Cuts off his tale, and talks of Arthur's death.
K. John. Why seek’st thou to possess me with

these fears?
Why urgest thou so oft young Arthur's death?
Thy hand hath murder'd him: I had mighty cause
To wish him dead, but thou hadst none to kill him.
Hub. Had none, my lord! why, did you not pro-

voke me? K. John. It is the curse of kings, to be attended By slaves, that take their humours for a warrant To break within the bloody house of life: And, on the winking of authority, To understand a law; to know the meaning Of dangerous majesty, when, perchance, it frowns More upon humour than advis'd respect.?

Hub. Here is your hand and seal for what I did. K. John. 0, when the last account 'twixt heaven

and earth Is to be made, then shall this hand and seal Witness against us to damnation! How oft the sight of means to do ill deeds, Makes deeds ill done! Hadest not thou been by, A fellow by the hand of nature mark’d, Quoted, and sign'd, to do a deed of shame, This murder had not come into my mind: But, taking note of thy abhorr'd aspect, Finding thee fit for bloody villainy, Apt, liable, to be employ’d in danger, I faintly broke with thee of Arthur's death; And thou, to be endeared to a king,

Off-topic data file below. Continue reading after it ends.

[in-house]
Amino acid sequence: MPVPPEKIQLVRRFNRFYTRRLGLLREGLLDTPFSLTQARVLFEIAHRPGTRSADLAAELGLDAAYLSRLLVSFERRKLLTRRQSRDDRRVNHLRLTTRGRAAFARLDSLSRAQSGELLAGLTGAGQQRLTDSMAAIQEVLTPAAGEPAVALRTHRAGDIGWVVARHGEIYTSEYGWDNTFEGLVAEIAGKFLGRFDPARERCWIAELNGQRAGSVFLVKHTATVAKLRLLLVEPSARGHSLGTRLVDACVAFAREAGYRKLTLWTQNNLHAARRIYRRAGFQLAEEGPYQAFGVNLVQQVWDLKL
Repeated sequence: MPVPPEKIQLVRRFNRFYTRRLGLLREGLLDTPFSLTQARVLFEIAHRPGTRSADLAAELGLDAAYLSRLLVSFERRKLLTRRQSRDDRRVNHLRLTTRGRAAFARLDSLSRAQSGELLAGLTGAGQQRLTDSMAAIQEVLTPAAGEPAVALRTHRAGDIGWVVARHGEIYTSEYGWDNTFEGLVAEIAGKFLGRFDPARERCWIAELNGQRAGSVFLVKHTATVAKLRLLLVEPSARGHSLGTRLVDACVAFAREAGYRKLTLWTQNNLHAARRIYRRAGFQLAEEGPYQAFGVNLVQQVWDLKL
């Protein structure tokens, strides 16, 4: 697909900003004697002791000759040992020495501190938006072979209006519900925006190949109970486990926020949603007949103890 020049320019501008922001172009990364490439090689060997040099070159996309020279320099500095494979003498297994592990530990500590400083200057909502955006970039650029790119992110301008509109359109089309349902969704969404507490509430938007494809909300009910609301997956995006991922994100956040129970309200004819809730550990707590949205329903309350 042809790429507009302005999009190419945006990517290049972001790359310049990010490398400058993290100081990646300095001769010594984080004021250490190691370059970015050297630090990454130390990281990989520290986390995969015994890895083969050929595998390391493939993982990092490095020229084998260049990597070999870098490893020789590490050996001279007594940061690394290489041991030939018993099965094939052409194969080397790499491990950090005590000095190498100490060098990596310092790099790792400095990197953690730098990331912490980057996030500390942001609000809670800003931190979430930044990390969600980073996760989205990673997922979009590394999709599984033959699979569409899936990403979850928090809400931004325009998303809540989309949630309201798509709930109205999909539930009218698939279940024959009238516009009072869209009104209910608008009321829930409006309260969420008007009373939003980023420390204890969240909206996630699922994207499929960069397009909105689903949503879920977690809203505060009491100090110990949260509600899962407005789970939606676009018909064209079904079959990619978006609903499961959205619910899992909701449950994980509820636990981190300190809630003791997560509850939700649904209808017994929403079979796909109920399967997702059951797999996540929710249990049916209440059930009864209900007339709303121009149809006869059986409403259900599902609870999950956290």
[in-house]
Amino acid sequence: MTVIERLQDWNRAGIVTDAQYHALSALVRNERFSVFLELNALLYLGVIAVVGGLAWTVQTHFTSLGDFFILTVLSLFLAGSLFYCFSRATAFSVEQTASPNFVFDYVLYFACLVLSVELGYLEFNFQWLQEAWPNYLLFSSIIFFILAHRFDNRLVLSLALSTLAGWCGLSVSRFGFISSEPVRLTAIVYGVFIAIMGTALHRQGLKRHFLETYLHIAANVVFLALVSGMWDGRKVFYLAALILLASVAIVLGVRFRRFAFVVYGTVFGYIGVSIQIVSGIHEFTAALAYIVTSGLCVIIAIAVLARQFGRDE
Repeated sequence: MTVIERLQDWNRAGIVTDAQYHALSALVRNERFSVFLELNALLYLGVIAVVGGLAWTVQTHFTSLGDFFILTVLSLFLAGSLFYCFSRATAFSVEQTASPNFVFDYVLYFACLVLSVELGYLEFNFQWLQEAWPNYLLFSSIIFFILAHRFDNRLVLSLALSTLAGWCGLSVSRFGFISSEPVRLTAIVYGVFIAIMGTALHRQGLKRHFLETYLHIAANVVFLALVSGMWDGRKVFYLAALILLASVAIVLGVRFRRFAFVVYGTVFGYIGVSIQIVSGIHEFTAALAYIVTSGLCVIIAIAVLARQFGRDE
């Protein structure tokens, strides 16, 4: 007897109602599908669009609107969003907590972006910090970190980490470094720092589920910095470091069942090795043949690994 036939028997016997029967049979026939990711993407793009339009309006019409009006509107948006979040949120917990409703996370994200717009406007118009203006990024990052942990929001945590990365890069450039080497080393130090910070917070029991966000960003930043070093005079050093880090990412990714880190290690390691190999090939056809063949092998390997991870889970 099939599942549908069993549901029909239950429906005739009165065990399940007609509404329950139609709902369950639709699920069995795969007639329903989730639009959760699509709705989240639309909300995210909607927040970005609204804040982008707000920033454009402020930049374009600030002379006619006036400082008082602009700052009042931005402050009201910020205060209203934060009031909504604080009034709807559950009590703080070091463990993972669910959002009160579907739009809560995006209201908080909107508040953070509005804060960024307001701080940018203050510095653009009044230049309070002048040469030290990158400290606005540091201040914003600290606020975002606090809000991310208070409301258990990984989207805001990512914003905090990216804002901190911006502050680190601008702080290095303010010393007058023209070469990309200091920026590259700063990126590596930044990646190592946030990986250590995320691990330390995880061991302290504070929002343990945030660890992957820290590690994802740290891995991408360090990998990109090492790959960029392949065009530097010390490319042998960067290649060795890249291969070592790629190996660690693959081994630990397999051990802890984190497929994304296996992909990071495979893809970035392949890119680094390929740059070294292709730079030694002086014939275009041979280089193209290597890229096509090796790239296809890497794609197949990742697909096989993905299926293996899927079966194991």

* It is the curse of kings, &c.] This plainly hints at Davison's case, in the attair of Mary Queen of Scots.

udvis'd respect.] i. e. deliberate consideration. Quoted,] i, e, observed, distinguished.

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$

Made it no conscience to destroy a prince.

Hub. My lord,
K. John. Hadst thou but shook thy head, or

made a pause,

When I spake darkly what I purposed;
Or tura'd an eye of doubt upon my face,
As bid me tell my tale in express words;
Deep shame had struck me dumb, made me break

off, And those thy fears might have wrought fears in

me:

But thou didst understand me by my signs,
And didst in signs again parley with sin;
Yea, without stop, didst let thy heart consent,
And, consequently, thy rude hand to act
The deed, which both our tongues held vile to

name.